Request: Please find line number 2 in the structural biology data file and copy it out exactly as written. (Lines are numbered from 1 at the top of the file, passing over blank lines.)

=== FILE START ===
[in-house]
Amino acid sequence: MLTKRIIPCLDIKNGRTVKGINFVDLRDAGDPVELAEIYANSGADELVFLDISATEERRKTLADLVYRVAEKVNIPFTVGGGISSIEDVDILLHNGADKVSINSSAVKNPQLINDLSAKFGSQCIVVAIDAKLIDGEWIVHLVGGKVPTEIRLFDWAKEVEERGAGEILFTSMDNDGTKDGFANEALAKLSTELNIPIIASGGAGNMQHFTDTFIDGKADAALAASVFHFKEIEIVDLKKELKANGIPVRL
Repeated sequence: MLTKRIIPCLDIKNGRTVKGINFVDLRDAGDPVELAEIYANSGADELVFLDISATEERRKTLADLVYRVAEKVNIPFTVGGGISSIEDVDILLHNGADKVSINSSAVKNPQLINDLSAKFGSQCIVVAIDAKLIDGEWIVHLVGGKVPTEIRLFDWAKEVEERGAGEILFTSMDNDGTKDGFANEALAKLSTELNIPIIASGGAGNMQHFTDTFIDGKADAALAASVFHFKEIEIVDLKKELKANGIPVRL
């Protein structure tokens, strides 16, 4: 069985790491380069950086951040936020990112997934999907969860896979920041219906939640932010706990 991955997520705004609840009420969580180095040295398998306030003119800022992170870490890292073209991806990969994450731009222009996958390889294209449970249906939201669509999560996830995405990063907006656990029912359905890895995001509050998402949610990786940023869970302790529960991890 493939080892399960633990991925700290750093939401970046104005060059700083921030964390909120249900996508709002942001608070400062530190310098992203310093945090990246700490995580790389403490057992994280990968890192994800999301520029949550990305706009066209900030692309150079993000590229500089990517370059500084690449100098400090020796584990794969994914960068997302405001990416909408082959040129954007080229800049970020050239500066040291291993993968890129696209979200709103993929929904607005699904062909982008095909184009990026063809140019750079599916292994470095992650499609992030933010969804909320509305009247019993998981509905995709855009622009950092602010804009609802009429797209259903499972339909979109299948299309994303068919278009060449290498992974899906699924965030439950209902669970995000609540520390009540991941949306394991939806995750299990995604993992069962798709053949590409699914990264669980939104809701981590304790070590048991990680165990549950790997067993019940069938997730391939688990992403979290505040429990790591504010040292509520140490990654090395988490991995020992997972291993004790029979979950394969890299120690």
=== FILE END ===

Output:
Amino acid sequence: MLTKRIIPCLDIKNGRTVKGINFVDLRDAGDPVELAEIYANSGADELVFLDISATEERRKTLADLVYRVAEKVNIPFTVGGGISSIEDVDILLHNGADKVSINSSAVKNPQLINDLSAKFGSQCIVVAIDAKLIDGEWIVHLVGGKVPTEIRLFDWAKEVEERGAGEILFTSMDNDGTKDGFANEALAKLSTELNIPIIASGGAGNMQHFTDTFIDGKADAALAASVFHFKEIEIVDLKKELKANGIPVRL